Latest edition of Roman Missal’s Spanish translation may speed up approval of U.S. version
By Father Randy Stice
In recent columns I have discussed the new Order of Matrimony and the new translation of the Order of Confirmation. In this column I want to introduce the Misal Romano, Tercera Edición, the Spanish translation of the Roman Missal, Third Edition. The English translation was introduced four years ago on the First Sunday of Advent 2011. The text for the Misal Romano, Tercera Edición has been submitted to the Holy See for approval (recognitio).
The basis for the U.S. Spanish Missal is the Misal Romano, Tercera Edición produced by the Mexican bishops and approved by the Apostolic See. It is hoped that this will expedite the approval of the U.S. missal. The U.S. edition will differ from the Mexican edition in four ways. First, the proper calendar for the United States will replace the Mexican calendar. Second, the U.S. edition will have 21 Latin American patronal feasts to reflect the presence of many different immigrant populations among the Spanish-speaking faithful in the United States. A third addition is a Spanish translation of the “Norms for the Distribution and Reception of Holy Communion under Both Kinds in the Dioceses of the United States of America.” Fourth, the U.S. edition will include the U.S. adaptations for the General Instruction of the Roman Missal (GIRM).
The Apostolic See asks each Conference of Bishops to formulate adaptations for their dioceses, subject to the approval of Rome. One of the guiding principles for adaptations is stated in the section on the gesture for venerating the altar, which in the United States is done by kiss. The General Instruction states: “where a sign of this kind is not in harmony with the traditions or the culture of some region, it is for the Conference of Bishops to establish some other sign in its place, with the consent of the Apostolic See” (GIRM, 273).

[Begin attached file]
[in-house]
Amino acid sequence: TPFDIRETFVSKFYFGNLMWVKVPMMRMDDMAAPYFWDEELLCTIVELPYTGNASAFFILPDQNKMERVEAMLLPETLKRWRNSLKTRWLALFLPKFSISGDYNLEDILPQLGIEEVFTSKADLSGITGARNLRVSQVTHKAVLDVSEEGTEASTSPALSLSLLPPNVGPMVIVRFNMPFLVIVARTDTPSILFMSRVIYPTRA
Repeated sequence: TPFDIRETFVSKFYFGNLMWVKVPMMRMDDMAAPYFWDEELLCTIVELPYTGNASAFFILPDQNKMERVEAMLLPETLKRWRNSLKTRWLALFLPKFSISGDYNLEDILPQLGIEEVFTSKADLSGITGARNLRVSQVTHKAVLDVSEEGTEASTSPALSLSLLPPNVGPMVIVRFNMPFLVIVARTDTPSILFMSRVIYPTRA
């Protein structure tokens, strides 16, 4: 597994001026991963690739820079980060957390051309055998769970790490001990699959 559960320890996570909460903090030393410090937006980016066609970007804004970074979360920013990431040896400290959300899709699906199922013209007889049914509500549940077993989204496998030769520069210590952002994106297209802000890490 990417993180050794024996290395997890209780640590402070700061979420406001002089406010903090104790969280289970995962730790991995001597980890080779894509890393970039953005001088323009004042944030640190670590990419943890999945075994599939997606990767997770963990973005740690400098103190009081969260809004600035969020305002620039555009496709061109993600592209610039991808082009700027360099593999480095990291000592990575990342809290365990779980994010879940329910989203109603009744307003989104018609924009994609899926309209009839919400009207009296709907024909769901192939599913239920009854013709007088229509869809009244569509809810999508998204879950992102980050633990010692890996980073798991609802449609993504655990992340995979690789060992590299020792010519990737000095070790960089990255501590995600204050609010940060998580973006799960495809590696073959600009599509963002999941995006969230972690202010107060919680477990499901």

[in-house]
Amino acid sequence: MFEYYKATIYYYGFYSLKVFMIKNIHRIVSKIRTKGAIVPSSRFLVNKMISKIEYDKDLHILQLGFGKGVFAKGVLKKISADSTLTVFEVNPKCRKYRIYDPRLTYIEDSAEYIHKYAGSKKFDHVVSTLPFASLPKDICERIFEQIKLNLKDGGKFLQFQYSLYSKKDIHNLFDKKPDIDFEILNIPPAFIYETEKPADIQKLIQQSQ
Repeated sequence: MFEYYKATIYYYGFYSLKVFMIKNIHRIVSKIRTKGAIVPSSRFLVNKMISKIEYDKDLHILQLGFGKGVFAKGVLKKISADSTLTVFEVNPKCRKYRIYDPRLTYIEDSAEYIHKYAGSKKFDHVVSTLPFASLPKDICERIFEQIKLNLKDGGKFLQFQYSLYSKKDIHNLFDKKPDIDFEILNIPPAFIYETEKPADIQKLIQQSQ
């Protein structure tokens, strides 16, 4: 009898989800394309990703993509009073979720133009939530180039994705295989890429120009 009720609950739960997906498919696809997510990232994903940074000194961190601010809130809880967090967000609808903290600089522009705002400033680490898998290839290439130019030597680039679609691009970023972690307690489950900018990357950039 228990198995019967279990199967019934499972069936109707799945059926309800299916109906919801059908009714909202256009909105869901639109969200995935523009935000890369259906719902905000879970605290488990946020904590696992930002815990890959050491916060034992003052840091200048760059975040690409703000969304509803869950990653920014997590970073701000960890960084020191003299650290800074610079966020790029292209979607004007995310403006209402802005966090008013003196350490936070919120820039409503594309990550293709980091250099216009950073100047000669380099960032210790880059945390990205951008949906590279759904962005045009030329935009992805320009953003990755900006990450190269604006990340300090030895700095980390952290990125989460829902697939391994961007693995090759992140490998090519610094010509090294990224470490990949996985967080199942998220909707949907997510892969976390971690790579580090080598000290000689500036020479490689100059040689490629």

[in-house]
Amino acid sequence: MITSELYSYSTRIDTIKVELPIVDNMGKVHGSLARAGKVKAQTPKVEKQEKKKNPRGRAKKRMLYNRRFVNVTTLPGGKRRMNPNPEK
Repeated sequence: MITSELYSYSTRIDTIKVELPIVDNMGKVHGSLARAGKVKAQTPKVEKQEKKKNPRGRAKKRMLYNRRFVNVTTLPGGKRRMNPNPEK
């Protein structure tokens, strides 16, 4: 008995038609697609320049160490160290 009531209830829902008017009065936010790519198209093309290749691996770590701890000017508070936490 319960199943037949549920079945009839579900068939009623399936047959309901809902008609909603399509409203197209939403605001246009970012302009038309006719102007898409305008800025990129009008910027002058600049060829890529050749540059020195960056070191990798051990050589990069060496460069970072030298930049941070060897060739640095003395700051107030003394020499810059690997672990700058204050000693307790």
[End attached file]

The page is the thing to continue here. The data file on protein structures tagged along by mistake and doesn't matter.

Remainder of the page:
Let me give a couple of examples of adaptations granted to U.S. dioceses. In general, “the table of a fixed altar should be of stone and indeed of natural stone” (GIRM, 301). However, in the United States “wood which is dignified, solid and well-crafted may be used, provided that the altar is structurally immobile” (GIRM, 301). Another example is the color of sacred vestments. “Besides the color violet, the colors white or black may be used at funeral services and at other Offices and Masses for the Dead in the Dioceses of the United States” (GIRM, n. 346e). Adaptations in the GIRM are indicated by the phrase, “in the Dioceses of the United States.” The subject of adaptations is addressed in GIRM, 390.
The Misal Romano, Tercera Edición will follow the layout and content of the English-language Roman Missal, Third Edition. Unlike other Spanish-language editions, the U.S. edition will include music for all the dialogues between the priest and people and each Preface. The text with music will appear alongside the text, and an appendix will contain additional musical settings. The chant settings will follow the intonations found in the English-language Roman Missal.
The Misal Romano, Tercera Edición will have short pastoral biographies of American saints and blessed as well as an appendix with biographies of patronal feasts. It will have the same number of illustrations as the English-language Roman Missal, and the artwork will reflect the Hispanic culture. In order to encourage Marian devotion, it will include several Mass formularies and Prefaces in the Common of the Blessed Virgin Mary.
The American bishops plan to produce a series of catechetical videos in Spanish to introduce the new missal. Topics include a history of the Mass from the Council of Trent to today, an explanation of the process of translation, and instruction on the structure and historical background of the Mass. There also will be catechesis on notable changes, such as the change in the formula of consecration of the wine from “for all (por todos los hombres)” to “for many (por muchos).”
The goal is a translation and ritual book that “will serve as a unifying text for Spanish-speaking Catholics in the United States” and reflect the diversity of our Spanish-speaking population. ■
Father Stice is pastor of St. Mary Church in Athens and directs the diocesan Office of Worship and Liturgy. He can be reached at firstname.lastname@example.org.